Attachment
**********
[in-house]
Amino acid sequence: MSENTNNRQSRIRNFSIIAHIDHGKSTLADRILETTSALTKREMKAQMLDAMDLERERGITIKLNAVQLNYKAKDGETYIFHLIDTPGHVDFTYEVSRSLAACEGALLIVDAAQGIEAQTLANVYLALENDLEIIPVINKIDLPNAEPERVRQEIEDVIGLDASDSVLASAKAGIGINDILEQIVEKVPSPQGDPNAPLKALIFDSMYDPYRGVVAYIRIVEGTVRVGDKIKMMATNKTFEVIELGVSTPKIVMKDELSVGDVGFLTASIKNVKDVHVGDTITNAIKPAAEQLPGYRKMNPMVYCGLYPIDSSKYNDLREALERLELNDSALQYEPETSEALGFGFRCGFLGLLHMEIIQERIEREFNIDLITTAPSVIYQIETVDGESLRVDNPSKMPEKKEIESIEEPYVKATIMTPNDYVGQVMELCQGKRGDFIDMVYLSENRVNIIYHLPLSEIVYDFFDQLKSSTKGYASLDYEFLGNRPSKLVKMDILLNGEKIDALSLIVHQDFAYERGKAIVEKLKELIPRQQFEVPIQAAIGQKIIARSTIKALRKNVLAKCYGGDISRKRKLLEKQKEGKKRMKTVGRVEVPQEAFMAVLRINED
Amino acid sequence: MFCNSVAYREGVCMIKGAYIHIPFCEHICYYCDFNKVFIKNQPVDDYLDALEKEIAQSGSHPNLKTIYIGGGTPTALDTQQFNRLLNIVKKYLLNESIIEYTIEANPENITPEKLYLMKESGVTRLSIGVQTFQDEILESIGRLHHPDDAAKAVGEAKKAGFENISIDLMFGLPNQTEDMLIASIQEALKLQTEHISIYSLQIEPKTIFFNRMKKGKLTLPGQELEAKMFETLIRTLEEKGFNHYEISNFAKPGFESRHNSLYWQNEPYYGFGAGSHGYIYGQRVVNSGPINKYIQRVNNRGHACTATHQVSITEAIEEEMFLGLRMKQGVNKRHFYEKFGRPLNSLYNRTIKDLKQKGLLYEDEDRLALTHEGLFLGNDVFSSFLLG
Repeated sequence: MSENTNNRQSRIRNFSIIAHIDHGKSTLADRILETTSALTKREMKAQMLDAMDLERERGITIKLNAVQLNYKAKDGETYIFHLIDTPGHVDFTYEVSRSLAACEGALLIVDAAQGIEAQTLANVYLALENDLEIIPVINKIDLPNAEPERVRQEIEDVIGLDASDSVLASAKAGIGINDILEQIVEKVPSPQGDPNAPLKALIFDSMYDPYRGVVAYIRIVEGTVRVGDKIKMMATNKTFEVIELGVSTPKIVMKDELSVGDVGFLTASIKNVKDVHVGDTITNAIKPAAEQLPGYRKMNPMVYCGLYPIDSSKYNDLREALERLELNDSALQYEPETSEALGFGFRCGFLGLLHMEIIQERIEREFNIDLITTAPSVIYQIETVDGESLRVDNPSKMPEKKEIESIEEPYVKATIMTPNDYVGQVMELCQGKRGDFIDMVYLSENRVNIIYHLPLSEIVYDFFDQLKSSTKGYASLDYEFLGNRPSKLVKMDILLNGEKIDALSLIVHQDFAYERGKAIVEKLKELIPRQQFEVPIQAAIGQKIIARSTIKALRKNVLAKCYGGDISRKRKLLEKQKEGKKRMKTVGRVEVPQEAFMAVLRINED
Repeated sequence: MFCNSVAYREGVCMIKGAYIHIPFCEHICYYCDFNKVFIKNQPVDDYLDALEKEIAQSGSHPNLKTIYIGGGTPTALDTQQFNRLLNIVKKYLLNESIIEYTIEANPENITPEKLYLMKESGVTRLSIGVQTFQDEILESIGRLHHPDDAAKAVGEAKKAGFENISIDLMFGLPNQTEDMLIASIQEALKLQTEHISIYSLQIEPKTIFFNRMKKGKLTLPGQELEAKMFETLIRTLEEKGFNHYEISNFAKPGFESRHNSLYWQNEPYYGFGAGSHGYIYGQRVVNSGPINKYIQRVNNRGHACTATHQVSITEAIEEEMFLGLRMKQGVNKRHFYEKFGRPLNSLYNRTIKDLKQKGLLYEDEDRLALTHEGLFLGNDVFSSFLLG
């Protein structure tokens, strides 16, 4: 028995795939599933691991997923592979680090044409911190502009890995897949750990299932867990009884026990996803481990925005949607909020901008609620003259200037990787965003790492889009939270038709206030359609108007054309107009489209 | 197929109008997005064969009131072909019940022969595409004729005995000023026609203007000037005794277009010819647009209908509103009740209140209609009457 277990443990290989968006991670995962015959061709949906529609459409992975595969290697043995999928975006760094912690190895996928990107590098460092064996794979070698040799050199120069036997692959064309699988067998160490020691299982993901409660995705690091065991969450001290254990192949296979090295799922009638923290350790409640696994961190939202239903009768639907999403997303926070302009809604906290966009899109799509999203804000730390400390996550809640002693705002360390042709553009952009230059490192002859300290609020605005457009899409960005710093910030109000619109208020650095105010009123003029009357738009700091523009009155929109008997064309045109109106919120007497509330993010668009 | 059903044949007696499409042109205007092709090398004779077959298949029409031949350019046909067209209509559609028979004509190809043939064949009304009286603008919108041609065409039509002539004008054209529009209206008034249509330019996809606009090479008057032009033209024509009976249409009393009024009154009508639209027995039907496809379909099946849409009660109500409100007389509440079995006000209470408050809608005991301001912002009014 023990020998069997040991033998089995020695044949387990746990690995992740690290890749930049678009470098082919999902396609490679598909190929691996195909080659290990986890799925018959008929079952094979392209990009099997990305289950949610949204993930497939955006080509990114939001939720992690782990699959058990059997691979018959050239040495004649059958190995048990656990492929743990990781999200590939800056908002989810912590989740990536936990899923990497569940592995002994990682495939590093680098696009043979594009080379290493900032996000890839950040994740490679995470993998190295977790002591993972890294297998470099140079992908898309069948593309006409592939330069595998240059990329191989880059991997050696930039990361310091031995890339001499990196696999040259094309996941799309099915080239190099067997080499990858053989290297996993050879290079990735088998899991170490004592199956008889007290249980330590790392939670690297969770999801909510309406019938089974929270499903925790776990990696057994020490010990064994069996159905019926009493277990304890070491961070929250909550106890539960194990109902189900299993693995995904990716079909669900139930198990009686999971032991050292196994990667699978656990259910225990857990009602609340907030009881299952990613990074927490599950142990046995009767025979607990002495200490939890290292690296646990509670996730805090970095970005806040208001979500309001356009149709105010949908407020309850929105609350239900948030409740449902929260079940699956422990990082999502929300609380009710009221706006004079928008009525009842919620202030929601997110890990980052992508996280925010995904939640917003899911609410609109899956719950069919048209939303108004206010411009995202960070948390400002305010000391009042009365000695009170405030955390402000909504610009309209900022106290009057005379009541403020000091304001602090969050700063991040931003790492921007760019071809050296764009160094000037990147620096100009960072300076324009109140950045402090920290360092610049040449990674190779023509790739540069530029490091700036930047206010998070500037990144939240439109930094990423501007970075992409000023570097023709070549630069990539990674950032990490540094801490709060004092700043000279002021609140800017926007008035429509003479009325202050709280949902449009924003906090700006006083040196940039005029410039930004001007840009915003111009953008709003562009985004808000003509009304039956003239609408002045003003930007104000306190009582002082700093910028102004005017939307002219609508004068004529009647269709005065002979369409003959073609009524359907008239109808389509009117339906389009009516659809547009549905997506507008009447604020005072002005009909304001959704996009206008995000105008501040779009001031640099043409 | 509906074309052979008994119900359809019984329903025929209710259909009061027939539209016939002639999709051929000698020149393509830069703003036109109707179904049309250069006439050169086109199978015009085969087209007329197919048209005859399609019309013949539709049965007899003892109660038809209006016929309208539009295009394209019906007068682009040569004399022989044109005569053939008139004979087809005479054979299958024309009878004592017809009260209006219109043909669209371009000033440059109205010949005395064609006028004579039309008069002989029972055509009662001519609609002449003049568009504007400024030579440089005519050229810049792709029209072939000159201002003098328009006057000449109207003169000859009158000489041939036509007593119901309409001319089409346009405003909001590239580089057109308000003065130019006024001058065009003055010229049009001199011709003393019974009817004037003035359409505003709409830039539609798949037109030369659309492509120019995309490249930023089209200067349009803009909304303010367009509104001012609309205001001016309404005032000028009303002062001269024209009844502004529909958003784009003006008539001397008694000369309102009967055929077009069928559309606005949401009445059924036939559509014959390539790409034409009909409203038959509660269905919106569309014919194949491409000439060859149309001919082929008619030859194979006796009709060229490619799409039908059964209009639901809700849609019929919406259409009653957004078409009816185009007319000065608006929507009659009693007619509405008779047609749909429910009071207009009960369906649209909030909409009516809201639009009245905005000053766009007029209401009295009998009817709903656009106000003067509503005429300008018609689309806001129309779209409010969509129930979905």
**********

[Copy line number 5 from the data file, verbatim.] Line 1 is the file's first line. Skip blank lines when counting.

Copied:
Repeated sequence: MFCNSVAYREGVCMIKGAYIHIPFCEHICYYCDFNKVFIKNQPVDDYLDALEKEIAQSGSHPNLKTIYIGGGTPTALDTQQFNRLLNIVKKYLLNESIIEYTIEANPENITPEKLYLMKESGVTRLSIGVQTFQDEILESIGRLHHPDDAAKAVGEAKKAGFENISIDLMFGLPNQTEDMLIASIQEALKLQTEHISIYSLQIEPKTIFFNRMKKGKLTLPGQELEAKMFETLIRTLEEKGFNHYEISNFAKPGFESRHNSLYWQNEPYYGFGAGSHGYIYGQRVVNSGPINKYIQRVNNRGHACTATHQVSITEAIEEEMFLGLRMKQGVNKRHFYEKFGRPLNSLYNRTIKDLKQKGLLYEDEDRLALTHEGLFLGNDVFSSFLLG